British people are lousy parkers, new research suggests.
A survey by Admiral found many motorists have asked other people to park their car for them.
Many find it hard to park if someone is watching while 16% have had an accident when parking, the poll found.
Based on responses from 2,000 motorists, 19% admitted they had asked someone else to park for them, with women (23%) more likely than men (16%) to seek help. Four out of 10 confessed they had difficulty parking if people were watching, while 17% of men and 15% of women had had an accident while parking.
The survey also found one in five had got into a row with someone over a parking space. One in six had left a note criticising others’ parking and 18% had used a disabled space.
Are we a nation of bad parkers? The Courier put this to the test and reporters Gayle Ritchie and Graeme Ogston took on our parallel parking challenge.
We took a 3.6-metre long Ford Fiesta, measured out a generous 6m parking space and invited our participants to reverse park into the space.
One thing is for sure: neither of them came close to equalling China’s Han Lee, who last month handbrake turned into a space just 3.4 inches longer than his car.
As motoring editor, I was asked to adjudicate the parking contest, writes Jack McKeown.
I awarded points for speed, accuracy, distance from the kerb, and general panache.
First up was Gayle. Clearly nervous, she edged gingerly into the space but didn’t do at all badly, ending up 47cm from the kerb.
Next up was Graeme. He sliced aggressively into the space…then took two goes at straightening up before abandoning the car at a slightly jaunty angle.
His attempt ended up taking much longer than Gayle’s and he was only 4cm closer to the kerb.
Victory goes to the lady, who clearly was for turning.
I WAS AIMING FOR PARALLEL, NOT PANACHE
I’m all for a challenge, writes Graeme Ogston.
But, rather than a tape measure, Jack should have been pictured with the large spade he used to uproot and move the goalposts in this so-called ‘competition’.
The contest wasn’t new to me. I was defeated a few years back in an identical reverse parking competition when I worked for our sister newspaper the Evening Telegraph.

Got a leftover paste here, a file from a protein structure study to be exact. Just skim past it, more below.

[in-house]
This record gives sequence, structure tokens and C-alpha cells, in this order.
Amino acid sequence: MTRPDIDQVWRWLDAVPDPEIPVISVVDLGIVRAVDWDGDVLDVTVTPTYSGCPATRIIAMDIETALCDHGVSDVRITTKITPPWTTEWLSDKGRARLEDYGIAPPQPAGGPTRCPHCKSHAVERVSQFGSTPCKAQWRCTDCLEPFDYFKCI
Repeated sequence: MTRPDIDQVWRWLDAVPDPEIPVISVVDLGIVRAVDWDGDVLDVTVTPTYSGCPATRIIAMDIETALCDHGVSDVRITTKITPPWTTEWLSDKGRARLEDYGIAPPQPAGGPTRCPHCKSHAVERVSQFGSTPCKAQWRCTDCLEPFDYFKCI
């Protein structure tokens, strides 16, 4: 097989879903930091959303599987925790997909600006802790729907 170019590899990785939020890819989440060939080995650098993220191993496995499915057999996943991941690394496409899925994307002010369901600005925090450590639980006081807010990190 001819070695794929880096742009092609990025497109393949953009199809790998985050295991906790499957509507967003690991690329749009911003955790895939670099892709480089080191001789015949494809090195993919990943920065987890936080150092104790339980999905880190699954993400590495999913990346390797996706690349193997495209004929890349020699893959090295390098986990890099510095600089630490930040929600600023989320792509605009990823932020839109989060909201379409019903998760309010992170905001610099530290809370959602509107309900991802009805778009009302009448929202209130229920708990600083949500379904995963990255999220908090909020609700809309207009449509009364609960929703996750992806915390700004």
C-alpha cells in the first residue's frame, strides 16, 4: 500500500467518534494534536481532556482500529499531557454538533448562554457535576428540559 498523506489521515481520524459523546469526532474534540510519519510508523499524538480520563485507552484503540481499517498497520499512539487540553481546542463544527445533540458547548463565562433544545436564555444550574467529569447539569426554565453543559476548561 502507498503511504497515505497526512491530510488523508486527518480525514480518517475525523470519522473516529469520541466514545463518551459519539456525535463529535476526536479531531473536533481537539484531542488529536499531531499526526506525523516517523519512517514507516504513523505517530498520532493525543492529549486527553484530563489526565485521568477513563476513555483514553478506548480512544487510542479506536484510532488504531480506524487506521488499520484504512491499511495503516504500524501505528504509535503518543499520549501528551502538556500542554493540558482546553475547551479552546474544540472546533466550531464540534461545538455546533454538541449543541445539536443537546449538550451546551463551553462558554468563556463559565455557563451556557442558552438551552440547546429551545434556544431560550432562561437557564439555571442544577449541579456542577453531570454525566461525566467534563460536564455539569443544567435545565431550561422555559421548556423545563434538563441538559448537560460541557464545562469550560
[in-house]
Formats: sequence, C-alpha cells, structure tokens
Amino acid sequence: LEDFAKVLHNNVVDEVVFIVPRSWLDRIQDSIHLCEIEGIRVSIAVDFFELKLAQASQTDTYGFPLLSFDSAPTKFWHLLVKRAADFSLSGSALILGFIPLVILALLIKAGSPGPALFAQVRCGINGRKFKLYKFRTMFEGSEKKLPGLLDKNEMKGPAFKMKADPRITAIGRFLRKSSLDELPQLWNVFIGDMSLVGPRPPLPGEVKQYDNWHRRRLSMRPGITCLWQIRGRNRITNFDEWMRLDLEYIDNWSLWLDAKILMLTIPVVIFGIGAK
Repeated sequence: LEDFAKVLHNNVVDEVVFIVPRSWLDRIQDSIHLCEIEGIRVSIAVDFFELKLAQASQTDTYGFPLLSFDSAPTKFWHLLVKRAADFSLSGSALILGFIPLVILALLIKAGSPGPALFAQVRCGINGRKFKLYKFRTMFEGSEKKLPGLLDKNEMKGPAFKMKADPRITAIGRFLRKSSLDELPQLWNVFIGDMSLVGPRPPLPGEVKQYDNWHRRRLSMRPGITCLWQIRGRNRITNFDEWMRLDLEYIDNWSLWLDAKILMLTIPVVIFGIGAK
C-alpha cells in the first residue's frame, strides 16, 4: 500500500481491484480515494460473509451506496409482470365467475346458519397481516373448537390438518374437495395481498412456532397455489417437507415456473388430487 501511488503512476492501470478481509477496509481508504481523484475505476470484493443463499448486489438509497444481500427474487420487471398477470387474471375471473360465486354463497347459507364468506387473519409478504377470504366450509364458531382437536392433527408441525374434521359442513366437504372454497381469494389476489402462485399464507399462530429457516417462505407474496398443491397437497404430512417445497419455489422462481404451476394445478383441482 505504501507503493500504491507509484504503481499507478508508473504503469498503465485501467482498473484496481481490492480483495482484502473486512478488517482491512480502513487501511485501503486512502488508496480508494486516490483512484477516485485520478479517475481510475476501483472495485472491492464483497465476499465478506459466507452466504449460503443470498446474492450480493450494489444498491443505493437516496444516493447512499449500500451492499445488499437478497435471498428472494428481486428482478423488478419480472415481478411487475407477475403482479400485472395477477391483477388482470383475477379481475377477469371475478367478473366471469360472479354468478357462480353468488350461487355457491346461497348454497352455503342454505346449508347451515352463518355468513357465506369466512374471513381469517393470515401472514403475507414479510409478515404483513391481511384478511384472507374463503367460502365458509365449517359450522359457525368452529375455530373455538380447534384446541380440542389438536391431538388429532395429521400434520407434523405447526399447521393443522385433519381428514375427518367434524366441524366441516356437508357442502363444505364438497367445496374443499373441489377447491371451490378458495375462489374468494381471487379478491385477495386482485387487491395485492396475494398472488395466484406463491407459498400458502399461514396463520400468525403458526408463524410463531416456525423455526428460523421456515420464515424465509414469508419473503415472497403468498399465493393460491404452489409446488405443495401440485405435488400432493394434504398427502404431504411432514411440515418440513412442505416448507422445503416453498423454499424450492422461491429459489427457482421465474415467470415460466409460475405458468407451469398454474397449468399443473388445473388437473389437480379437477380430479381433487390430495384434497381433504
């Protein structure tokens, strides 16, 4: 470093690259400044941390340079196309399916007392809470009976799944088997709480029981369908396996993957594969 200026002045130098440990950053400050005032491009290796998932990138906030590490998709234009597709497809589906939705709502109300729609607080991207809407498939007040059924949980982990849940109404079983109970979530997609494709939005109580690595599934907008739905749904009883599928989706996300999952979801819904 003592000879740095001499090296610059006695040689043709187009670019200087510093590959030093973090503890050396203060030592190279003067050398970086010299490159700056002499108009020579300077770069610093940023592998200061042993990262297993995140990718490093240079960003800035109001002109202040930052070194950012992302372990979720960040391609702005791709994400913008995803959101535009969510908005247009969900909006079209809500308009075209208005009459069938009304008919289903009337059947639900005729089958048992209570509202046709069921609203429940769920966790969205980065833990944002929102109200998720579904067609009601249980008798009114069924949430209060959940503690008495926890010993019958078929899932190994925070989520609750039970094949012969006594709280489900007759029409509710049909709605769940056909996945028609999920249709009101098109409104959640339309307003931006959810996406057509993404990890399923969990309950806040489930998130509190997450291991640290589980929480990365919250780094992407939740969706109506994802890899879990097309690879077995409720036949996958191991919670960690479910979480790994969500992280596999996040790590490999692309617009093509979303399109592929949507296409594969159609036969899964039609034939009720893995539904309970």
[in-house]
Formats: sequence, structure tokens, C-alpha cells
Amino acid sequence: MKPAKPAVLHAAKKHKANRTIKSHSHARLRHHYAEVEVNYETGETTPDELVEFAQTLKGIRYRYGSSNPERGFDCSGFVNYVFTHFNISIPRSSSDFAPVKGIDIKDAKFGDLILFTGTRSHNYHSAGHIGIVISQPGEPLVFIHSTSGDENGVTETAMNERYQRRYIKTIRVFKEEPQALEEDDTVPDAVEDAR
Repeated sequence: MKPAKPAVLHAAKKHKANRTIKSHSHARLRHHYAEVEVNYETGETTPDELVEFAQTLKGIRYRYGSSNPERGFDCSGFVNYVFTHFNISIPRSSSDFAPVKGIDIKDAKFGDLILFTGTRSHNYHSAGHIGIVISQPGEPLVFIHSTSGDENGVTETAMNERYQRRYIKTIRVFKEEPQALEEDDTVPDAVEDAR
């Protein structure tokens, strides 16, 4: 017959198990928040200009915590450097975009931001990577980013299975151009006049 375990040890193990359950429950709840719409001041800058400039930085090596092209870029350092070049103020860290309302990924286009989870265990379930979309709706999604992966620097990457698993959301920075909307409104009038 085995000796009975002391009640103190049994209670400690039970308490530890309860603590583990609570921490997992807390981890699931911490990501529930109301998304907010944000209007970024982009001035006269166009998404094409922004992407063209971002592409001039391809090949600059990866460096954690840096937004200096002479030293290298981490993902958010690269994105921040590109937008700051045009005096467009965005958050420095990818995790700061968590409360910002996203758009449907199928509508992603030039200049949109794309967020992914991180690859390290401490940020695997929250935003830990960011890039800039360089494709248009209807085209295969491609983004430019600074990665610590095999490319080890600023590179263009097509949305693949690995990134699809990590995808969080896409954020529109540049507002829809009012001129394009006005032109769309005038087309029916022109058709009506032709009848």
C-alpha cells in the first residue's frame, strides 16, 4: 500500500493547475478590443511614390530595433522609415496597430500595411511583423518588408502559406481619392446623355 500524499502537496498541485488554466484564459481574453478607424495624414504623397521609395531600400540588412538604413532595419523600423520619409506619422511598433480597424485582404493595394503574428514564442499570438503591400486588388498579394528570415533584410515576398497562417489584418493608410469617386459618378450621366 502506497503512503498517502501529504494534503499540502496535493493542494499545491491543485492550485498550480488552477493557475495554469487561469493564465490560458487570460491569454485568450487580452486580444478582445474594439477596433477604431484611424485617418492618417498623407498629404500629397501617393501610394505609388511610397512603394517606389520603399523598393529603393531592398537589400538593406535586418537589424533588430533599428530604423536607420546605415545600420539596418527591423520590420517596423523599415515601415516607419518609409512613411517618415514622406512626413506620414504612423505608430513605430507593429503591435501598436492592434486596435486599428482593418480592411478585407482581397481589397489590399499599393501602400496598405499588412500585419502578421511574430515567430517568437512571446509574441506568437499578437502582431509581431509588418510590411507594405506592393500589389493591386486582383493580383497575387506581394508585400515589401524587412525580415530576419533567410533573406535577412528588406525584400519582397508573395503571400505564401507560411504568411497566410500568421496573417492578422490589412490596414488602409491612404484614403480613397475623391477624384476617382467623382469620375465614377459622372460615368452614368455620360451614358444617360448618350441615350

My competitor then was determined and won well. The rules were well explained and set out in advance.
So, when I confidently reversed into the space yesterday before making some last-minute adjustments, I thought I had it in the bag.
Imagine my surprise when Jack starts banging on about points being deducted for time taken and, astonishingly, lack of “panache” a word that I thought went out with flares and Old Spice.
Hats off to Gayle but we all know who really won, don’t we, Jack?
SORRY FOR SWEARING
Parallel parking has never been a forte of mine, writes Gayle Ritchie.
I always hunt for a space big enough to accommodate a bus rather than risk the humiliation of attempting to park, failing and then driving off.
It’s been a long time since I passed my driving test so any rules about how far to turn the wheel and aligning cars in the rear windscreen are long forgotten.
With a group of onlookers watching my every move, the park-off with Graeme was a somewhat tense, nerve-racking experience.
A few expletives escaped as I manoeuvred my way into the generous space.
Not quite big enough for a bus but certainly big enough for a Fiesta.
Eventually, I was in although I wasn’t as close to the kerb as I should’ve been (I may have failed a test).
At least I didn’t hit the kerb or any of the other cars. Phew.